There will be a significant increase this year in the quantity of fish catch information collected by the Scottish Fishermen's Federation (SFF) Onboard Observer Scheme and used by Marine Scotland Science (MSS) as part of the international stock assessment process.
The utilisation of such independent fisheries information from fishing boats over a broad sweep of inshore and offshore areas complements Marine Scotland’s own sampling work and ensures the provision of much more comprehensive stock data than would otherwise be possible. The SFF and MSS have worked collaboratively to develop the robust statistically designed programme of sampling which underpins the initiative.
This in turn leads to better informed fisheries management decisions and is particularly important for stocks where data was previously limited. Under current Common Fisheries Policy regulations, data limited stocks often undergo annual catch reductions, despite the fact that they could be in a healthy state. It is estimated that data deficient stocks represent approximately a third of the total value of demersal species landed by Scottish vessels, with a value of around £40m.
First launched in 2008 as part of the management and control mechanism for the EU’s Cod Recovery Plan, the EFF (European Fisheries Fund) funded Onboard Observer Scheme has now been developed and expanded to the extent that it makes a major contribution in the overall stock assessment process. The SFF currently employs six observers who collect information on the quantities, the sizes and the ages of fish while onboard active fishing vessels.
Kenny Coull, SFF Marine Policy Officer, said: “The major plus point of the Onboard Observer Scheme is that it covers a huge area of our seas, both inshore and offshore, and provides a much more comprehensive data source than was previously possible. Such information will be particularly crucial this year because of the impending introduction of the discard ban for our demersal fleets.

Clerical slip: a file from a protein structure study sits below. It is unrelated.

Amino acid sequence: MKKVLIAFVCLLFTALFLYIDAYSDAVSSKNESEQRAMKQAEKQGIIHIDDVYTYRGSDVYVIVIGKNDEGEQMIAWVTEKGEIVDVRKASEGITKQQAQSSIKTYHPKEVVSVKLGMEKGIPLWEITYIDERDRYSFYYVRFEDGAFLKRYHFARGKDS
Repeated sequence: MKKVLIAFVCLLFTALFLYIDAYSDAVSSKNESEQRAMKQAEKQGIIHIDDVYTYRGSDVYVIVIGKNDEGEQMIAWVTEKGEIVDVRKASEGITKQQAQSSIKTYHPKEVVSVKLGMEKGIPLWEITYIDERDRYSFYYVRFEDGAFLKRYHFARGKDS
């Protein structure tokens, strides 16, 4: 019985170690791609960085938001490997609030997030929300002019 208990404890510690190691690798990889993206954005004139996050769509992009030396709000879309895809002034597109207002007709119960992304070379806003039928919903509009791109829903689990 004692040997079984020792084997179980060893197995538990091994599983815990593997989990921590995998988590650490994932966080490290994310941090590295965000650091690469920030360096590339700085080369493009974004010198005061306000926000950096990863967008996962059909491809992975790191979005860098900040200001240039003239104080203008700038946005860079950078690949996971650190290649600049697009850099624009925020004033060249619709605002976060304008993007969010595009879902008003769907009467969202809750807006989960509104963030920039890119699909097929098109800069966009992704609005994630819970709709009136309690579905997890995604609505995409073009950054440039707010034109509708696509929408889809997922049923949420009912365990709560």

“The Onboard Observer Scheme also delivers advantages in other ways, for example in assessing the economic impact of new types of selective fishing gear. We anticipate the scheme will further develop over the coming years, leading to a more inclusive and transparent fisheries management system.”
Nick Bailey, MSS Programme Manager of Sea Fisheries, said: “One of the challenges in providing information for fish stock assessments is making sure that adequate unbiased sampling takes place in order to provide confidence in the assessment outcomes. The expansion of observer coverage provided by this joint initiative represents a very positive step towards improving the underpinning of information. Working in cooperation with SFF observers it has been possible to encourage rigorous procedures and exchange of ideas for mutual benefit.”